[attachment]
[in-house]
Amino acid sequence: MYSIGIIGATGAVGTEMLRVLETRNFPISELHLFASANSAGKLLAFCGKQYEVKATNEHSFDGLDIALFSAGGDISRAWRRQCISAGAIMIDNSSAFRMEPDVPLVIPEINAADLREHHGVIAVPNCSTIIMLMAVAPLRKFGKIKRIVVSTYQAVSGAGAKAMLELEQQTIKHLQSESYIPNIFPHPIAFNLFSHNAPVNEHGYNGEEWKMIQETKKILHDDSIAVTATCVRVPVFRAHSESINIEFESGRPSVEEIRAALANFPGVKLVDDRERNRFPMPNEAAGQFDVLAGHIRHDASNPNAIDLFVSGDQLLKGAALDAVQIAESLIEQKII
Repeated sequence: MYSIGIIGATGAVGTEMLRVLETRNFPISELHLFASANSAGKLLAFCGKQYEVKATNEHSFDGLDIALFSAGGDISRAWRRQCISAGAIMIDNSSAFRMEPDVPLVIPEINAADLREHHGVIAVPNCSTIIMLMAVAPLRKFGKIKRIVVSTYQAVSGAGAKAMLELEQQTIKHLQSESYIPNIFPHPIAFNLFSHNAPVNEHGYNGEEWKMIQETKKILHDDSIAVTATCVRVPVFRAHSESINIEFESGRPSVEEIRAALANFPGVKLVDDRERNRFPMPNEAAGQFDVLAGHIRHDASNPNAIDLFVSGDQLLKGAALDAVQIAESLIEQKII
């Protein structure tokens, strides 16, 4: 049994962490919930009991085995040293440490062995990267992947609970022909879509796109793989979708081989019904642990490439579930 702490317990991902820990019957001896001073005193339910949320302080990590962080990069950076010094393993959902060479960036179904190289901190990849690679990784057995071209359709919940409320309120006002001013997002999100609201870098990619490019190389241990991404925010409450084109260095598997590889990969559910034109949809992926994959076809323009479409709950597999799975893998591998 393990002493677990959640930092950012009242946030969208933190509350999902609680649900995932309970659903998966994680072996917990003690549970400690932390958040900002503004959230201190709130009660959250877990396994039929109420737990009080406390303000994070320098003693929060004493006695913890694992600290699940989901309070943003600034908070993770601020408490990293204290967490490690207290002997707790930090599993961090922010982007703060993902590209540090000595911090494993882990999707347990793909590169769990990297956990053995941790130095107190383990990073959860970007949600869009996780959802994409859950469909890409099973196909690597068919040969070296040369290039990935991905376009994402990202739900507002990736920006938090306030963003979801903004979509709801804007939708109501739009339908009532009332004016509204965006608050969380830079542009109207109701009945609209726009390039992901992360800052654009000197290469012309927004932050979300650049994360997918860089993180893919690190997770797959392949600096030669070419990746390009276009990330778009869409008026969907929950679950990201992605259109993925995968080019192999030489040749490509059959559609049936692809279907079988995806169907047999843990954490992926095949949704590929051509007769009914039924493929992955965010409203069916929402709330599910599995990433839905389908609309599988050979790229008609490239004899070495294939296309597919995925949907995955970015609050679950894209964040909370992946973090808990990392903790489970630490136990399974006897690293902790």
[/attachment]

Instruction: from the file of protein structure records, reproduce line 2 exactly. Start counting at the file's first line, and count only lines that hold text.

Amino acid sequence: MYSIGIIGATGAVGTEMLRVLETRNFPISELHLFASANSAGKLLAFCGKQYEVKATNEHSFDGLDIALFSAGGDISRAWRRQCISAGAIMIDNSSAFRMEPDVPLVIPEINAADLREHHGVIAVPNCSTIIMLMAVAPLRKFGKIKRIVVSTYQAVSGAGAKAMLELEQQTIKHLQSESYIPNIFPHPIAFNLFSHNAPVNEHGYNGEEWKMIQETKKILHDDSIAVTATCVRVPVFRAHSESINIEFESGRPSVEEIRAALANFPGVKLVDDRERNRFPMPNEAAGQFDVLAGHIRHDASNPNAIDLFVSGDQLLKGAALDAVQIAESLIEQKII